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Robert G. Moser, Chair BAT 2.116, Mailcode A1800, Austin, TX 78712 • 512-471-5121

Fall 2005

GOV 360N • International Security-W

Unique Days Time Location Instructor
37735 TTh
2:00 PM-3:30 PM
BUR 130
McDonald

Course Description

Contains a substantial writing component and fulfills part of the basic education requirement in writing. Course number may be repeated for credit when the topics vary. This is an introductory course to security studies, a subfield of international relations focused on how states use military force to preserve their sovereignty and resolve political conflicts with other states. We will begin by examining how the anarchical structure of the international system constrains a states ability to meet these responsibilities. This discussion will then lead into an examination of the origins of war between states and nuclear deterrence theory. After these sections, we will explore whether the task of protecting national security has changed in the post-Cold War and post-9/11 periods. In particular, we will explore the following questions. Does nuclear proliferation enhance or diminish international stability? Under what conditions do civil wars occur? Does terrorism provide a unique challenge to sovereign states? Does globalization enhance or diminish national security? What strategies should the United States adopt to cope with traditional and emerging threats to its political interests?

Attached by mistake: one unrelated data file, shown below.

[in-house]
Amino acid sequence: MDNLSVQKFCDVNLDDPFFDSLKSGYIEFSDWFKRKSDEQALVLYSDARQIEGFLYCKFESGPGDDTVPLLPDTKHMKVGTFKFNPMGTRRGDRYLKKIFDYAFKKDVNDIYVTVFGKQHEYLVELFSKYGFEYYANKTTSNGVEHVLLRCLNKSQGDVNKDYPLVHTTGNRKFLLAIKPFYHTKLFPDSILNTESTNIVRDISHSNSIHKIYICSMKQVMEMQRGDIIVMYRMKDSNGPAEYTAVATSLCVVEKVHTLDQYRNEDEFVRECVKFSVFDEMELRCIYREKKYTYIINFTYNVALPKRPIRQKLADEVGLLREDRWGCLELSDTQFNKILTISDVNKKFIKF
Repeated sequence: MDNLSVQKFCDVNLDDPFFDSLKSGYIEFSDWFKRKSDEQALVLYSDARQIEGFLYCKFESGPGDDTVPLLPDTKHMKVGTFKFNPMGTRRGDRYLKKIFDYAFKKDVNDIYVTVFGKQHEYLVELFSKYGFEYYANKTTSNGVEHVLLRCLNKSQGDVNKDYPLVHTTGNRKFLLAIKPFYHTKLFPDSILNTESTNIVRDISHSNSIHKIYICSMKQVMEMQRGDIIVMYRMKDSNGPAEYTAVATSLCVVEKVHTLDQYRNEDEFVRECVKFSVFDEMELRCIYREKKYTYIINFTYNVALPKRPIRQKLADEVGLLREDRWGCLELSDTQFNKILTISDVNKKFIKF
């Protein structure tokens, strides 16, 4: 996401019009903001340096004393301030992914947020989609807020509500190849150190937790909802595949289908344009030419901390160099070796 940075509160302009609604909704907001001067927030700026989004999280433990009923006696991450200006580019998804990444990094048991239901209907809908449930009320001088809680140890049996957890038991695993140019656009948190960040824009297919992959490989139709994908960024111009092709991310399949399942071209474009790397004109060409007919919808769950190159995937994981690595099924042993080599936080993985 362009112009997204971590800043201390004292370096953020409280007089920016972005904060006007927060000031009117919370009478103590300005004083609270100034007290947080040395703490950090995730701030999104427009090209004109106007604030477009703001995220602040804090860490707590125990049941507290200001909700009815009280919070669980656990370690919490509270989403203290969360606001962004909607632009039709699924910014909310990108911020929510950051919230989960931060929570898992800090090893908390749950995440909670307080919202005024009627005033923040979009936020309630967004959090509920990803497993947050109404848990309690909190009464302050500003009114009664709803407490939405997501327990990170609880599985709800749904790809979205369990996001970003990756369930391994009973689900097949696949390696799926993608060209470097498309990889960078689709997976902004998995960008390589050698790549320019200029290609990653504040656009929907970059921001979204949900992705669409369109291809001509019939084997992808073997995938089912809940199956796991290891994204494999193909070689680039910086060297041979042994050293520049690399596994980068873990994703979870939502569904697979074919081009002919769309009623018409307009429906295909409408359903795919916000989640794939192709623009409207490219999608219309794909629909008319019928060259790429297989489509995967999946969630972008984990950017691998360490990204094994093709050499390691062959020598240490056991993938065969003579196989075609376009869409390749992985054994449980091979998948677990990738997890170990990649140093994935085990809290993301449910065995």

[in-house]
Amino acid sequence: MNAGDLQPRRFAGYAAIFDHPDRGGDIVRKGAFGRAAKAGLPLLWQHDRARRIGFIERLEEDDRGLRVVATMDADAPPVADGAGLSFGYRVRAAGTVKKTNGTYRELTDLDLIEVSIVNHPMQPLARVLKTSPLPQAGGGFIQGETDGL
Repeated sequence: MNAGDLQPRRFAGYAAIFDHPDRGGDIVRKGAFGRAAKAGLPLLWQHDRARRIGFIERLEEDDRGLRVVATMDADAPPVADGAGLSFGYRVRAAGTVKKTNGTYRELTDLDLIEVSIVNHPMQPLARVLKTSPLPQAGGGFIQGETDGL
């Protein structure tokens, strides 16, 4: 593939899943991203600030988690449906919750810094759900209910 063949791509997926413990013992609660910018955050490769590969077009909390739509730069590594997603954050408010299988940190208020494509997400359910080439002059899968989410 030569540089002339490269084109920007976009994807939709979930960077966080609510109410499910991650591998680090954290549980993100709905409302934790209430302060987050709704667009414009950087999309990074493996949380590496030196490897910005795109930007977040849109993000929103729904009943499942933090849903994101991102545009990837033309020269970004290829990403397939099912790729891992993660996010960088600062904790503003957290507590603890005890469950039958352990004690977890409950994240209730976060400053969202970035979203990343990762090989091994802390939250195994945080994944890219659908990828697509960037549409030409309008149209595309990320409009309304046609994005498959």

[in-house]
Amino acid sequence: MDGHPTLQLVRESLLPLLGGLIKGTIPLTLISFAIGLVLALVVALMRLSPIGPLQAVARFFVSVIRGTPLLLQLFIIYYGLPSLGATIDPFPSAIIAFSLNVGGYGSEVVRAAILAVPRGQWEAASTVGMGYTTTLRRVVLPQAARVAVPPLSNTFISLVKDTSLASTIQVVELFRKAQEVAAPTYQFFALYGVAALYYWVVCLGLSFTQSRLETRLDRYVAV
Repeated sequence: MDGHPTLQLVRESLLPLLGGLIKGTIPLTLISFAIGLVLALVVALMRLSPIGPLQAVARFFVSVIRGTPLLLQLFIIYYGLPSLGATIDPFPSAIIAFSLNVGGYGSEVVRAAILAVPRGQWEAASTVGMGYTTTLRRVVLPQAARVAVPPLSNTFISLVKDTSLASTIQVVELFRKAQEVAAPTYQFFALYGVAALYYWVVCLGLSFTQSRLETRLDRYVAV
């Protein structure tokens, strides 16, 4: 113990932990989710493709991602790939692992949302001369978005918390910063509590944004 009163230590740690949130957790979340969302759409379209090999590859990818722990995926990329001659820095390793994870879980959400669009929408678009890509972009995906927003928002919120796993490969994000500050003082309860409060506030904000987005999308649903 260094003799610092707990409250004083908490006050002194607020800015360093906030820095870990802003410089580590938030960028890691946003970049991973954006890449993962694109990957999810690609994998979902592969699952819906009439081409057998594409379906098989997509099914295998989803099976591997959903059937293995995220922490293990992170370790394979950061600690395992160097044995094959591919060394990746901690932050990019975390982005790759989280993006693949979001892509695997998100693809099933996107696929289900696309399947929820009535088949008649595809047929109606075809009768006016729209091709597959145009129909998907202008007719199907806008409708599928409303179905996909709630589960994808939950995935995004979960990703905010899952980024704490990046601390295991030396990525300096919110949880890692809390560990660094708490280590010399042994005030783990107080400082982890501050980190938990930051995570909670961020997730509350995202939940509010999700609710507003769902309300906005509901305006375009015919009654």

Grading Policy

Discussion: 25% Short papers critiquing readings (4): 20% First draft of final paper: 15% Final research paper: 40%

Texts

James Joll. 1992. The Origins of the First World War. 2d ed. Longman: Harlow, England. Robert J. Art and Robert Jervis. 2005. International Politics: Enduring Concepts and Contemporary Issues. New York: Pearson Longman. Samantha Power. 2002. A Problem From Hell: America in the Age of Genocide. New York: Perennial.

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